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Honor those lost by helping protect children on farmsHonor those lost by helping protect children on farms

Farms are dangerous places, and children are especially vulnerable.

Chris Torres

January 10, 2019

3 Min Read
Gleeful, happy toddler plays on a vintage antique green farm tractor. His shirt reads: 'Farmer In Training'.
FARM SAFETY: Two recent farm accidents brought home the importance of protecting children on the farm.killahfunkadelic/Getty Images

I didn’t grow up on a farm, nor do I own one now. But I always get a thrill visiting my in-laws’ farm when I get the chance.

It really is my personal connection to the farm, and I always find joy taking my three boys for a visit so they can get a taste of life in the countryside.

But I watch them closely. As fun as it is seeing my boys jumping on hay bales or walking down corn and soybean fields, I know there could be danger lurking right around the corner. Their grandfather is a busy man, and when he’s not messing around with a small project in the shed, he’s usually on his tractor or Gator finding something else to do. My children know to keep their eyes open always, and I know to keep my eyes on them.

Farms are dangerous places. I’ve written too many articles about tragic farm accidents to know this already. As much as I hate writing stories about farm accidents, readers need to know what dangers are lurking around farms. If I can help prevent one farm accident in my lifetime, I consider that a success.

But when these accidents involve children, especially young children, I get emotional; angry in fact.

I think about the pain the parents must be going through knowing they will never see their child’s smiling face again. I think about how unfair it is to hear of a child dying before they got a chance to truly live.

It’s unfair.

Two recent farm accidents involving children brought home just how tragic a child’s death on the farm can be. Last month, a 4-year-old boy died on a farm in Berks County, Pa., when he was struck by a manure spreader. According to news reports, the boy died of blunt force trauma.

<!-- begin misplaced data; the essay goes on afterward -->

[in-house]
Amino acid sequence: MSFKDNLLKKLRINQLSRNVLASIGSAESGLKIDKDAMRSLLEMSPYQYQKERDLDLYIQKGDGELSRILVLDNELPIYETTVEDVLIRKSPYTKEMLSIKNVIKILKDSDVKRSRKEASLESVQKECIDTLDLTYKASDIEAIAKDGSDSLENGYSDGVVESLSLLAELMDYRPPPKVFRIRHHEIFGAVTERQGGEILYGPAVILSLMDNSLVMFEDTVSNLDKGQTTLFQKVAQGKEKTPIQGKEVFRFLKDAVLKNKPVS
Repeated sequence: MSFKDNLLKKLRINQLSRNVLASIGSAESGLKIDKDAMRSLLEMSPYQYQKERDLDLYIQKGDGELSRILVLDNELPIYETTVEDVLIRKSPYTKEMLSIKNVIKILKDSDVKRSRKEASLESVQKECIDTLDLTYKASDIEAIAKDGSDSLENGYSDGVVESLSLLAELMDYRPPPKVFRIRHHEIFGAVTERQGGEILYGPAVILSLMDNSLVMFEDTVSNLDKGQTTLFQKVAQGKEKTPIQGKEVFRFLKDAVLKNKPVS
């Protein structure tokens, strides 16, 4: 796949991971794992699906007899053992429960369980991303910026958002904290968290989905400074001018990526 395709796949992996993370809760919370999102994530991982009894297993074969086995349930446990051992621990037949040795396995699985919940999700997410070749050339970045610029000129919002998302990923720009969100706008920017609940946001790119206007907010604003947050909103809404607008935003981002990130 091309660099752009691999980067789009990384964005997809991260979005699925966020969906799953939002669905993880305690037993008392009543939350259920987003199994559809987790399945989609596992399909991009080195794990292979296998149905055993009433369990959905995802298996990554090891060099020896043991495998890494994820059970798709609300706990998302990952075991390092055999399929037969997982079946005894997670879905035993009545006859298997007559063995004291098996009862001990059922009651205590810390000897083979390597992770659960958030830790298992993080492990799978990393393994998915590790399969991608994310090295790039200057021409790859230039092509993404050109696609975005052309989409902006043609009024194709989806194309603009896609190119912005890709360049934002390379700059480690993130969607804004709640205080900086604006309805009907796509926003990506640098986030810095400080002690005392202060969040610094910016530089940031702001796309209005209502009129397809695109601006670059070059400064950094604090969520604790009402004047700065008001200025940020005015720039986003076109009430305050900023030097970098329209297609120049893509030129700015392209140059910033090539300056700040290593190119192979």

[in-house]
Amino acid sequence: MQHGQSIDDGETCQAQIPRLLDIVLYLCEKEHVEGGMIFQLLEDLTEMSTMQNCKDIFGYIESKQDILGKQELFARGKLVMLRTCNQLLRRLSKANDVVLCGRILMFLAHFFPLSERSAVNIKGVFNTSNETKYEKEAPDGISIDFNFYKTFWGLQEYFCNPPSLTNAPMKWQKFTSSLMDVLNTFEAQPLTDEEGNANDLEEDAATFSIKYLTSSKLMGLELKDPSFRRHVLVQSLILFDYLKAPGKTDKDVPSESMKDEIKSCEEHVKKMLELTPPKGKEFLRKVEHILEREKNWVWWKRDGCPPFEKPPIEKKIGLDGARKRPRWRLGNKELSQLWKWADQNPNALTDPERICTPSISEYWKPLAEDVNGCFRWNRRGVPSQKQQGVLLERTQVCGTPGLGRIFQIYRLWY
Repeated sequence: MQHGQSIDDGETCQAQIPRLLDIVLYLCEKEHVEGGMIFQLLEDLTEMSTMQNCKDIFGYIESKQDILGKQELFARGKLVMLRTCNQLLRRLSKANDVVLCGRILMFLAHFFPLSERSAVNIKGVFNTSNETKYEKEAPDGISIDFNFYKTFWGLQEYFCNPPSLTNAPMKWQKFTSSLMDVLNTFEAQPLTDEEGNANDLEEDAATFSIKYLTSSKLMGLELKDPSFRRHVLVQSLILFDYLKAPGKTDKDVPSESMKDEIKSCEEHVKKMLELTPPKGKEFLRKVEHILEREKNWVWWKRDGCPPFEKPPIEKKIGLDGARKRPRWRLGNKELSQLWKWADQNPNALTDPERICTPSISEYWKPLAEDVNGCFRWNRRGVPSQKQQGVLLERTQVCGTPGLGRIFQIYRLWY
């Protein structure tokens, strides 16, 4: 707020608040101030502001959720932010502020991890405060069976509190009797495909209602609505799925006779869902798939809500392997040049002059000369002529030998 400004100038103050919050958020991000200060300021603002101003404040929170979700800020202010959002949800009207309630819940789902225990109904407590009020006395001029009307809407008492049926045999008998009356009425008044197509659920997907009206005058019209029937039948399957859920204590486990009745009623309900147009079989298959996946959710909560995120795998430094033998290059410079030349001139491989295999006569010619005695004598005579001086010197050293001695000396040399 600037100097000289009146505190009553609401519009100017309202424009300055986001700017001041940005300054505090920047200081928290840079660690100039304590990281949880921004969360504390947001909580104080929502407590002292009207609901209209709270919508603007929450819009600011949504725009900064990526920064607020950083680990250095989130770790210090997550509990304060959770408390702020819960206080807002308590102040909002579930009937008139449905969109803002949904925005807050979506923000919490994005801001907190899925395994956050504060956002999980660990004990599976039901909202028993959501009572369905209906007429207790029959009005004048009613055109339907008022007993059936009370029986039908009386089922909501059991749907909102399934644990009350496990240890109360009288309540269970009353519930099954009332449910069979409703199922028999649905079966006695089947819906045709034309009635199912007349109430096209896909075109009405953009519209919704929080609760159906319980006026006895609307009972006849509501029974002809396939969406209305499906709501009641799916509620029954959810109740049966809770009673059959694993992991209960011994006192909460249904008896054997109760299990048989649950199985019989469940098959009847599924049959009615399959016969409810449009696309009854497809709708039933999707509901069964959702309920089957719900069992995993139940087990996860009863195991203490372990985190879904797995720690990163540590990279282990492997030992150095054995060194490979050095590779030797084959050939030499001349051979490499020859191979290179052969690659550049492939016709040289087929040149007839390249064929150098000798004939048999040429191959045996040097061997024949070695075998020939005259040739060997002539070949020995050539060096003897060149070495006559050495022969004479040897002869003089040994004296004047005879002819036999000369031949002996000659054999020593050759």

Halfway around the globe but no less tragic, a 2-year-old boy was killed on his family’s farm in Australia after a fertilizer spreader collapsed on him on the family dairy. According to a news report, the spreader was being removed from a tractor when the accident happened.

According to the National Children’s Center for Rural and Agricultural Health and Safety, the fatality rate for children on farms was 20 times higher than all other industries combined.

A lot of children live on farms. According to 2014 statistics, the most recent statistics available, 51% of the 893,000 children living on farms have worked on the farm, too. The center estimates that a child dies in an ag-related accident once every three days. Most of those deaths, 25%, are caused by farm machinery, while 17% involved motor vehicles or ATVs.

I live in an area that has many Plain Sect farms. I drive by many of these farms during the growing season and see children driving tractors and other machinery.

I always hold my breath at livestock shows hoping no child gets run over by their cow. I’ve seen some pretty small children at halter of some pretty large animals.

Listen, I get it. Children who live on farms are bound to help out at some point. I’m envious of those people who got a chance to grow up on a farm; sounds like fun.

But is it ever worth putting a child in danger just so they can get the love of farming in their veins? Is it worth it not hiring that extra farmhand just because you have children who can help?

Children are our most precious resource. As adults, it’s our responsibility to protect them no matter what the situation is.

So, let’s watch our children. Especially on the farm.

About the Author(s)

Chris Torres

Editor, American Agriculturist

Chris Torres, editor of American Agriculturist, previously worked at Lancaster Farming, where he started in 2006 as a staff writer and later became regional editor. Torres is a seven-time winner of the Keystone Press Awards, handed out by the Pennsylvania Press Association, and he is a Pennsylvania State University graduate.

Torres says he wants American Agriculturist to be farmers' "go-to product, continuing the legacy and high standard (former American Agriculturist editor) John Vogel has set." Torres succeeds Vogel, who retired after 47 years with Farm Progress and its related publications.

"The news business is a challenging job," Torres says. "It makes you think outside your small box, and you have to formulate what the reader wants to see from the overall product. It's rewarding to see a nice product in the end."

Torres' family is based in Lebanon County, Pa. His wife grew up on a small farm in Berks County, Pa., where they raised corn, soybeans, feeder cattle and more. Torres and his wife are parents to three young boys.

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